Hurdler Alaysha Johnson earns spot to Paris Games wearing borrowed spikes and uniform she designed

EUGENE, Ore. — Alaysha Johnson ran in shoes she borrowed from a fellow hurdler and in a uniform she designed herself.

Both fast and fashion-forward.

The 100-meter hurdler earned a spot to the Paris Games with a second-place finish in a competitive field at the U.S. Olympic track and field trials on Sunday. Johnson, the hurdler who has hypothyroidism and trains around NFL and NBA players, ran a personal-best time of 12.31 seconds to finish .06 behind winner Masai Russell.

To think, Johnson was a long shot to make this team — a long shot, that is, to everyone but herself.

“People like me who come from the inner city of Houston … it’s hard for us to get opportunities,” said the 27-year-old Johnson, who ran at the University of Oregon and at Texas Tech. “It always takes what I say is double the effort to get half as far. I always tell people if we had a little bit more support, I probably could have been here a long time ago.

“But it made me understand that regardless of how many people have your back, I’m still strong enough to do this on my own two feet.”

Running down the track in borrowed spikes, no less. Tonea Marshall, who finished fifth, was gracious enough to give Johnson a pair after the first round when Johnson said the “bubble popped” on the only pair she brought.

It hasn’t been the traditional path to the starting line for Johnson.

For one, she doesn’t train around sprinters/hurdlers so much as some recognizable names in the NBA and NFL realms. She said the list includes Kansas City Chiefs receiver Mecole Hardman and Memphis Grizzlies point guard Ja Morant.

“Anybody that you ever knew that was amazing, on those cereal boxes, we probably trained them,” Johnson said of the staff she works with.

Among the support staff for Johnson is an endocrinologist. She has hypothyroidism, a condition with her thyroid gland that leaves her tired and lethargic. She cut down on her warmup Sunday, “to make sure I can conserve as much as I could to be able to get through 10 hurdles,” she said.

Once she crossed the line, she anxiously looked at the board.

“I had no idea what place I was and I was like, ‘Hurry up and put these names up,’” said Johnson, who has a deal with Oakley but not a shoe contract. “I knew I was ready to make this team. I knew nothing or nobody was going to come in between me and making this team. So I feel fulfilled.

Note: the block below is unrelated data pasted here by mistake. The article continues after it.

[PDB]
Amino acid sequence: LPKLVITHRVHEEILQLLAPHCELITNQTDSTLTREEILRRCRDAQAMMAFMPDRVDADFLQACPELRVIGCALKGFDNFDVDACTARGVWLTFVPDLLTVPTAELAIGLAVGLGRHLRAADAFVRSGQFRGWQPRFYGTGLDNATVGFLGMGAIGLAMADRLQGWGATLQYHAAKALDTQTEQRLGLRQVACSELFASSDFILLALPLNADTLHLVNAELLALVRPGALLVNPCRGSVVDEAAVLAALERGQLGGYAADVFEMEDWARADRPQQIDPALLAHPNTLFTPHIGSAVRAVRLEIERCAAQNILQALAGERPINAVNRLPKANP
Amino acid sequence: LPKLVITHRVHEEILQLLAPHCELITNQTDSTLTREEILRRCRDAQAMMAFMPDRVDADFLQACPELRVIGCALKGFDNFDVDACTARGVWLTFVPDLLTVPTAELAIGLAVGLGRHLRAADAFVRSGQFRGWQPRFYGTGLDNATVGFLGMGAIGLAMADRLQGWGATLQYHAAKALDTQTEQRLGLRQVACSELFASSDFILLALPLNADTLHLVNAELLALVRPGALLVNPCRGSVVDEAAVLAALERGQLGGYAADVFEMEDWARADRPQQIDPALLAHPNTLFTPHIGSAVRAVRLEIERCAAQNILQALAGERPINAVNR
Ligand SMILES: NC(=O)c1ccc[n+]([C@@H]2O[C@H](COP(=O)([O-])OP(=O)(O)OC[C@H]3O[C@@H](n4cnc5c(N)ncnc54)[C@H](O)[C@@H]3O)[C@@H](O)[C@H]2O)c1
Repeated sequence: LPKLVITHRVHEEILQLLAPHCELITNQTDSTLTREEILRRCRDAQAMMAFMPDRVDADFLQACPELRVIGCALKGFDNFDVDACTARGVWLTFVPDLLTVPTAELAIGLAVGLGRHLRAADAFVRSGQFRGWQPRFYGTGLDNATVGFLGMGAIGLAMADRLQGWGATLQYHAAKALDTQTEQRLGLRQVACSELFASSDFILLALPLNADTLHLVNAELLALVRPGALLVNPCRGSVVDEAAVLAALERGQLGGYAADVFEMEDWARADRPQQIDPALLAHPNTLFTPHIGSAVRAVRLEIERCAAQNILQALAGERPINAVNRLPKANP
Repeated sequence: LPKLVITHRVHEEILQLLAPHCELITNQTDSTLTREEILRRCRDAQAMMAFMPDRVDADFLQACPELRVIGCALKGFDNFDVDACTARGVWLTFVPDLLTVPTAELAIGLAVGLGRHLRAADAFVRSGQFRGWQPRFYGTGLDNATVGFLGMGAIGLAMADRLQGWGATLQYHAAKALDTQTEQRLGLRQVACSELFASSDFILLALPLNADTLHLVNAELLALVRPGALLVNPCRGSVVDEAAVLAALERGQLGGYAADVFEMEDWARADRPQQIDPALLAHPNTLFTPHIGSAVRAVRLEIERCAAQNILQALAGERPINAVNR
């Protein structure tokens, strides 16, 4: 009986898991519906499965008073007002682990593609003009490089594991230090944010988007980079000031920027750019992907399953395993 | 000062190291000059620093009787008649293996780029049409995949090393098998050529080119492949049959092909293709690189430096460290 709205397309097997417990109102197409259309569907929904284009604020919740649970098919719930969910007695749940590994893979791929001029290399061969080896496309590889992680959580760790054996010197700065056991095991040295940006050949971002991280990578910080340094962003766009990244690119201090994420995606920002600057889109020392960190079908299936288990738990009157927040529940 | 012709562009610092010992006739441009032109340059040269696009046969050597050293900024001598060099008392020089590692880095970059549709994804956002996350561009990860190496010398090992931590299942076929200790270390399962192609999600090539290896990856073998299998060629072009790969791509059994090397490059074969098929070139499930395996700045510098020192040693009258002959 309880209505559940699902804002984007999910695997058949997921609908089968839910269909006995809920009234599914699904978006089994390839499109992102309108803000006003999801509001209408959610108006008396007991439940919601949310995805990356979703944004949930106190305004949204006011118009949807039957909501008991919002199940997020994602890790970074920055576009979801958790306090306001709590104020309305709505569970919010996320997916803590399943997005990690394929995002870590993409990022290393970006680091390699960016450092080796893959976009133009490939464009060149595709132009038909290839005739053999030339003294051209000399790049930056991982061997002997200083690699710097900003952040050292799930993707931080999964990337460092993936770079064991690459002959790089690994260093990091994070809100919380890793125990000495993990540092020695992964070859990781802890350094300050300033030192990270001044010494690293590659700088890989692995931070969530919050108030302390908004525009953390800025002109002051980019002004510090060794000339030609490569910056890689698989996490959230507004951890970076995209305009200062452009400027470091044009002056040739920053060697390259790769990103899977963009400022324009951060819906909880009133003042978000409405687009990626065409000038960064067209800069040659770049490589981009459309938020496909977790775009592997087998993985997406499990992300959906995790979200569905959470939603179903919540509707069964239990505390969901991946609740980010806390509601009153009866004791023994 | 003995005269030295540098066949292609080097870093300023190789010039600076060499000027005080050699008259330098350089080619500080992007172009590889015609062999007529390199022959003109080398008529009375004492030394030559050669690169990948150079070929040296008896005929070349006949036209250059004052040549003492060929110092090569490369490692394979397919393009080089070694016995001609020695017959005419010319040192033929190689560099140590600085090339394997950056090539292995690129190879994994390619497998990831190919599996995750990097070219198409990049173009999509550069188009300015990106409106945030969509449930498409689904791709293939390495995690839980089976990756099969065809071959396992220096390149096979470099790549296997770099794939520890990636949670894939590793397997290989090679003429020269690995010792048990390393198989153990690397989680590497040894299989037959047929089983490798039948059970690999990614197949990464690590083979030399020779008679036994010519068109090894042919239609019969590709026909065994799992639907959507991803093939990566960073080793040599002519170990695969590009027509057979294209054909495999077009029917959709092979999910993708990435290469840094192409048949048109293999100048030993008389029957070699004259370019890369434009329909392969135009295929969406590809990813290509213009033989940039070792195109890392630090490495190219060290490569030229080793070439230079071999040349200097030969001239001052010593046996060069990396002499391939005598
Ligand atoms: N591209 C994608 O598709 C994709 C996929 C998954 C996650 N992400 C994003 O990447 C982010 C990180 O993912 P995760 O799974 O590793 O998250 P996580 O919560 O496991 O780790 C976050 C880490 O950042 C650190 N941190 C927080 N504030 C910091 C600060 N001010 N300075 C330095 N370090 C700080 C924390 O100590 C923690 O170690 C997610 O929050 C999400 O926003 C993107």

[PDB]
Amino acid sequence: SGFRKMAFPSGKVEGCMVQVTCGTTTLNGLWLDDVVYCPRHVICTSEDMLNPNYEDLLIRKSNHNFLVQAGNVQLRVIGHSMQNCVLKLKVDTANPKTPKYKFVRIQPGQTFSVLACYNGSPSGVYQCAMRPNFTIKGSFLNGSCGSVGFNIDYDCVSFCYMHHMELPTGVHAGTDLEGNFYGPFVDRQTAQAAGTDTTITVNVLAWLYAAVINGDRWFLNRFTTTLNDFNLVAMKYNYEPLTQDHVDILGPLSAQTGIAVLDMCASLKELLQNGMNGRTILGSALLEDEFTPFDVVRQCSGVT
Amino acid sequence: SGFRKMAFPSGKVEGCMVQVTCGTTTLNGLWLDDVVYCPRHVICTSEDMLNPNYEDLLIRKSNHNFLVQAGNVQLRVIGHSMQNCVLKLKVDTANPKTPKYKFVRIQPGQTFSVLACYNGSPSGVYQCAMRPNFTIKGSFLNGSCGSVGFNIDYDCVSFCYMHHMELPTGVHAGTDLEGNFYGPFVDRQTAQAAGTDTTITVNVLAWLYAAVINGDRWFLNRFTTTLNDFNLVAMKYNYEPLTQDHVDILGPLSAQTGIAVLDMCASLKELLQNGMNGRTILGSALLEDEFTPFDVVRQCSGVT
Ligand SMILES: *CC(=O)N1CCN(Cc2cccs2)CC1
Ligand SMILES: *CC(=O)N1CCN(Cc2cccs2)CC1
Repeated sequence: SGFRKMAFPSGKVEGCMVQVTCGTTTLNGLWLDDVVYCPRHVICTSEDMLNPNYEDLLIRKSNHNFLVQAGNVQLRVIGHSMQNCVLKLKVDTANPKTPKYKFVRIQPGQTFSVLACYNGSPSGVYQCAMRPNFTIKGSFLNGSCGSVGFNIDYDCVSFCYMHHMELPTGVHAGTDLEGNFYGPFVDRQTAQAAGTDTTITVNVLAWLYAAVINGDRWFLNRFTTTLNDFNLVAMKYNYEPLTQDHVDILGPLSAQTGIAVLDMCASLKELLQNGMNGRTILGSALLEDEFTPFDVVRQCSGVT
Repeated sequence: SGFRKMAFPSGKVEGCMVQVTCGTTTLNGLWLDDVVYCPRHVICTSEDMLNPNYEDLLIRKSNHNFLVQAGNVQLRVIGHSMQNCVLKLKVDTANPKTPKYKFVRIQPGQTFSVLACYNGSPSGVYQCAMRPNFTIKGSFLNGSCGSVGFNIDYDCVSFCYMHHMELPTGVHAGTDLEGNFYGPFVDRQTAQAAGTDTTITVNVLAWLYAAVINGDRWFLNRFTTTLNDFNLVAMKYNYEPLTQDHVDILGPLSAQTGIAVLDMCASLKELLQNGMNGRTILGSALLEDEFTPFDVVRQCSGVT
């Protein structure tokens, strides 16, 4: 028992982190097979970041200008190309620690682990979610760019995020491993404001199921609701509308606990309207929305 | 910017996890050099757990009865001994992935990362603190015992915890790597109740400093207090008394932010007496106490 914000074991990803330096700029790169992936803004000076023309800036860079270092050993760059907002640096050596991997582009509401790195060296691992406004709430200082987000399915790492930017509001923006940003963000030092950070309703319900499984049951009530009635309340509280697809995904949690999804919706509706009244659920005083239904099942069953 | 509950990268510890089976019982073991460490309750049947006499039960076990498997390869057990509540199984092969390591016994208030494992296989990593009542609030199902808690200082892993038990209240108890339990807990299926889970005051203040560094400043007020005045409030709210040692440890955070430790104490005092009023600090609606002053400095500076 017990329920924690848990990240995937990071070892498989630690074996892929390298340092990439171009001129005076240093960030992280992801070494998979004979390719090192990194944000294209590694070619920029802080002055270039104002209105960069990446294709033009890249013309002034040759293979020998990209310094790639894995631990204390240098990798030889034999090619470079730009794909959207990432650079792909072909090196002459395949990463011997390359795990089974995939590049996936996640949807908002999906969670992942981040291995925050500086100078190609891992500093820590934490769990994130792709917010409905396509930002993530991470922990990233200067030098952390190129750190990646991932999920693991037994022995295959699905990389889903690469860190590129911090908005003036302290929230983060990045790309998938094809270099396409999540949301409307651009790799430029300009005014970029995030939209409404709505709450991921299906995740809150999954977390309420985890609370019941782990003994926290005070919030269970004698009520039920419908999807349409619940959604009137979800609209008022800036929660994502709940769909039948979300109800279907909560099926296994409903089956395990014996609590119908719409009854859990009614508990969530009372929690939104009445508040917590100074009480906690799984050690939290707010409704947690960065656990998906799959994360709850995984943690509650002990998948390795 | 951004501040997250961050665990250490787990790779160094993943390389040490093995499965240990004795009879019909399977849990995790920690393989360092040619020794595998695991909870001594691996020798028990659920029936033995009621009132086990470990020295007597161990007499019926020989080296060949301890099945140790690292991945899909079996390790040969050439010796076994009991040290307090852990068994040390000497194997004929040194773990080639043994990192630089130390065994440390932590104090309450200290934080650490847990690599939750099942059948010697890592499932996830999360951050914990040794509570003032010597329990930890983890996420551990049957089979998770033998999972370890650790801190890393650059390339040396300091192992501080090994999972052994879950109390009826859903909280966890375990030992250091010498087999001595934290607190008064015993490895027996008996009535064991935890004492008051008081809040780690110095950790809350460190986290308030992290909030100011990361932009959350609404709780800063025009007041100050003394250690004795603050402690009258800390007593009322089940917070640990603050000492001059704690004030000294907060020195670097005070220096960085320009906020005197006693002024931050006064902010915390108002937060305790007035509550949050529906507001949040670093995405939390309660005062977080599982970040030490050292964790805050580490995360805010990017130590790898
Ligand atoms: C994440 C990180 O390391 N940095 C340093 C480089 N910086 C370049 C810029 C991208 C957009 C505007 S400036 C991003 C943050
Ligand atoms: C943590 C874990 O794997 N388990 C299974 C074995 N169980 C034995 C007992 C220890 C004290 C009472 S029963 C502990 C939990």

“We did this ground up. So honestly, I just hope that somebody sees that I’ve worked my tail off — my team has worked their tails off — to get this far. We could have been this far a long time ago, had we had a little bit of help.”

In the men’s 400 hurdles, Rai Benjamin won in a 46.46 seconds, a trials record, the best time of the year and the sort of time men only started dreaming about a few years ago.

Benjamin was part of the fastest 400 hurdles race ever at the Tokyo Games, where he ran 46.17 but finished second to Norway’s Karsten Warholm, who ran the first sub-46 hurdles in history.

Grant Fisher won the 5,000 meters in 13 minutes, 8.85 seconds to complete the distance double. He opened the meet with a victory in the 10,000.

Fisher holds the American record in both races. He withstood an early gamble by Woody Kincaid, who went out fast early in hopes of reaching the Olympic standard that he did not have (13:05). But Fisher was part of a pack that caught Kincaid midway through the race. Then, Fisher beat Abdihamid Nur in a sprint to the line for a .16-second win.

At Jamaican nationals, world champion Shericka Jackson won the 200 meters in 22.29 seconds. Brian Levell won the men’s race in 19.97, followed by Andrew Hudson.

Hudson’s trip to world championships last year was marred when the cart he was riding to the waiting area for his race crashed into another cart, spraying glass shards into his eye.

— Maggie Malone Hardin won the javelin throw and will head to the Olympics. Second-place finisher Kara Winger, who came out of retirement to compete, threw 62.94 meters (206 feet, 6 inches), which was short of the Olympic standard of 64 meters (209-11). She said she needed to throw 64 to go to the games because she has lost her world ranking.

— Bridget Williams won the pole vault, with reigning Olympic champion Katie Moon earning a spot by taking second place. Sandi Morris, the 2016 Rio Games silver medalist, wound up fourth.

— Shelby McEwen cleared 2.30 meters (7-6 1/2) to take the high jump title. JuVaughn Harrison, an Olympic medal hopeful, didn’t make the Olympic squad.

— Bryce Hoppel won the 800 and Nikki Hiltz the 1,500 — both with meet records. Daniel Haugh (hammer) and Salif Mane (triple jump) also won.


AP National Writer Eddie Pells contributed.


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